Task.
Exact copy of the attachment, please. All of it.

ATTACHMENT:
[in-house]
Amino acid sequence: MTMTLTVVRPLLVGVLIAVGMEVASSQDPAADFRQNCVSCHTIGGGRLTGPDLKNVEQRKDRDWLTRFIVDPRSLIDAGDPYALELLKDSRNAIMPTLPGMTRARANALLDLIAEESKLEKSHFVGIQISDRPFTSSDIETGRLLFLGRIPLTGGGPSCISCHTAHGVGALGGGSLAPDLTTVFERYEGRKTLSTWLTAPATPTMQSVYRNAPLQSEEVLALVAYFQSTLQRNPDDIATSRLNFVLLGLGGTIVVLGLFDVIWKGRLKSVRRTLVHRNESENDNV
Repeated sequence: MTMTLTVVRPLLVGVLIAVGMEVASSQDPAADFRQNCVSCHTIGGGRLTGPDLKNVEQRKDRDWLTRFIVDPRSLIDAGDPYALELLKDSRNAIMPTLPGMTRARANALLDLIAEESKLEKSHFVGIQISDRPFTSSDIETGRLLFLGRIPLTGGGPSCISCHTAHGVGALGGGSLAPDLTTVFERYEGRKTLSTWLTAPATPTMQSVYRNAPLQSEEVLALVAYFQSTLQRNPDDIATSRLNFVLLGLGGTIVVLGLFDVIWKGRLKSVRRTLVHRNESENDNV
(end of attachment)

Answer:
[in-house]
Amino acid sequence: MTMTLTVVRPLLVGVLIAVGMEVASSQDPAADFRQNCVSCHTIGGGRLTGPDLKNVEQRKDRDWLTRFIVDPRSLIDAGDPYALELLKDSRNAIMPTLPGMTRARANALLDLIAEESKLEKSHFVGIQISDRPFTSSDIETGRLLFLGRIPLTGGGPSCISCHTAHGVGALGGGSLAPDLTTVFERYEGRKTLSTWLTAPATPTMQSVYRNAPLQSEEVLALVAYFQSTLQRNPDDIATSRLNFVLLGLGGTIVVLGLFDVIWKGRLKSVRRTLVHRNESENDNV
Repeated sequence: MTMTLTVVRPLLVGVLIAVGMEVASSQDPAADFRQNCVSCHTIGGGRLTGPDLKNVEQRKDRDWLTRFIVDPRSLIDAGDPYALELLKDSRNAIMPTLPGMTRARANALLDLIAEESKLEKSHFVGIQISDRPFTSSDIETGRLLFLGRIPLTGGGPSCISCHTAHGVGALGGGSLAPDLTTVFERYEGRKTLSTWLTAPATPTMQSVYRNAPLQSEEVLALVAYFQSTLQRNPDDIATSRLNFVLLGLGGTIVVLGLFDVIWKGRLKSVRRTLVHRNESENDNV